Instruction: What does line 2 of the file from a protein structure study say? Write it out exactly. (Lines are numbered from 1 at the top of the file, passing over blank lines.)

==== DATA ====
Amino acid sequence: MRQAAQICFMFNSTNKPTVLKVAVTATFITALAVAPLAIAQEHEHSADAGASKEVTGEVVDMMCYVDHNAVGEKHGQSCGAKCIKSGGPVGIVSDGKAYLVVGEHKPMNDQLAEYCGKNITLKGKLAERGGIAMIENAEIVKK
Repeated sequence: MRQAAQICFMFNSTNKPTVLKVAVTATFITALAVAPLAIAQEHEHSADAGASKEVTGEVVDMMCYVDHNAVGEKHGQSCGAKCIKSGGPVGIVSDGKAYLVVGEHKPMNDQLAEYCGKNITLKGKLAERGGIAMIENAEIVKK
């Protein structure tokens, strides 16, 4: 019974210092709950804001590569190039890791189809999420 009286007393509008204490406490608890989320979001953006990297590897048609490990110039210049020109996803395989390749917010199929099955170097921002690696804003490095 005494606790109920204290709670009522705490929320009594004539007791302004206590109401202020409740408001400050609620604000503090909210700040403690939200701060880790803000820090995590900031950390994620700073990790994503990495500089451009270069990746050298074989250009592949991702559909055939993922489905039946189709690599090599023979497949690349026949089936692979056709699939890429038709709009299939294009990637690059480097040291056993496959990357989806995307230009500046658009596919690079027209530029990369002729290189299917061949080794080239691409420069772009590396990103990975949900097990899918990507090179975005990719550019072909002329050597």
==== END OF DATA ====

Repeated sequence: MRQAAQICFMFNSTNKPTVLKVAVTATFITALAVAPLAIAQEHEHSADAGASKEVTGEVVDMMCYVDHNAVGEKHGQSCGAKCIKSGGPVGIVSDGKAYLVVGEHKPMNDQLAEYCGKNITLKGKLAERGGIAMIENAEIVKK